Photo by Roger Foley
Setting: Behind the Canyon Kitchen restaurant in the Lonesome Valley community in Cashiers
Designer: John and Marcia McCarley, McCarley Horticulture; thegardenway.blogspot.com
Size: 22 by 50 feet
There's nothing fishy about this garden—well, except for the way it started. When the Lonesome Valley community in western North Carolina recruited renowned chef John Fleer to head its Canyon Kitchen restaurant, the chef asked for a garden out back to supply fresh, organically grown vegetables.
Luckily, the owners of the property, the Jennings family, had once operated a trout farm at Lonesome Valley. Some of the original galvanized fish tubs used to grow fingerling trout were hidden in an old shed when garden designer John McCarley discovered them. Most measured 18 feet long, 21 inches wide, and 18 inches high with a drain in the bottom like that in a sink. They would form the backbone of a unique container garden.
The Big Idea
With Laurel Knob (a 1,200-foot granite face of the Blue Ridge Mountains) standing in the distance, John knew the vegetable garden had stiff competition for visitors' attention. So he arranged his fish-tub planters just behind the restaurant in eight evenly spaced rows, forming a compelling geometric pattern. Many of the salad greens grown, such as lettuce, Swiss chard, and kale, are anything but green, offering leaves and stems of red, yellow, orange, and purple. When framed with colorful annuals and perennials growing in half whiskey barrels and other pots, the garden proves irresistible to guests, who like to wander through before dinner while sipping a glass of wine.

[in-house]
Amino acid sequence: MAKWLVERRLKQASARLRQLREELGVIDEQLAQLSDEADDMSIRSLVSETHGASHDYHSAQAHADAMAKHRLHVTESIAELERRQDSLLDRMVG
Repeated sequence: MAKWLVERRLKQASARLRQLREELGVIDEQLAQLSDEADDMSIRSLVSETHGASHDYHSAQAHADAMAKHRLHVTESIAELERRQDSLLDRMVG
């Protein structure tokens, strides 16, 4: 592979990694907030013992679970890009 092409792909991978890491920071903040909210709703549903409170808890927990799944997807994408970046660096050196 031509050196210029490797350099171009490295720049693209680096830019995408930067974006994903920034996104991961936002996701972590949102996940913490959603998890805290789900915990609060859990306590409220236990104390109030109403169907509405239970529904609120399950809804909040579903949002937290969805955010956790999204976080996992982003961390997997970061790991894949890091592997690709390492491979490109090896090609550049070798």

To provide a growing medium that retains moisture but also drains well, John filled each tub planter with 11 inches of Fafard Organic Potting Mix atop 6 inches of milled pine bark. The potting mix contains organic fertilizer that he supplements from time to time with fish emulsion. Because fish emulsion smells for a couple of days, he uses it when people aren't around. You can substitute an odorless organic fertilizer such as Espoma Garden-tone (3-4-4).
Time and Energy Savers
The garden's rectangular shape allows a single, oscillating sprinkler in the center to water the entire garden easily. An automatic timer turns the water on and off. Beneath the tubs, a 3-inch layer of gravel atop a weed barrier keeps the garden neat and weed free. Raised planters on a clean site mean fewer insect, disease, and critter problems. Plus, you don't have to kneel to harvest.
Galvanized fish tubs are hard to find. Choose among a 32-inch-long Found Bathtub Galvanized Planter (williams-sonoma.com, $149.95), a 24-inch-long Tough Guy Utility Tub (grainger.com, $33.25), a 48-inch-long Oval Stock Tank (tractorsupply.com, $89.99), and a 7-foot-long Round End Galvanized Stock Tank (barnworld.com, $229.89).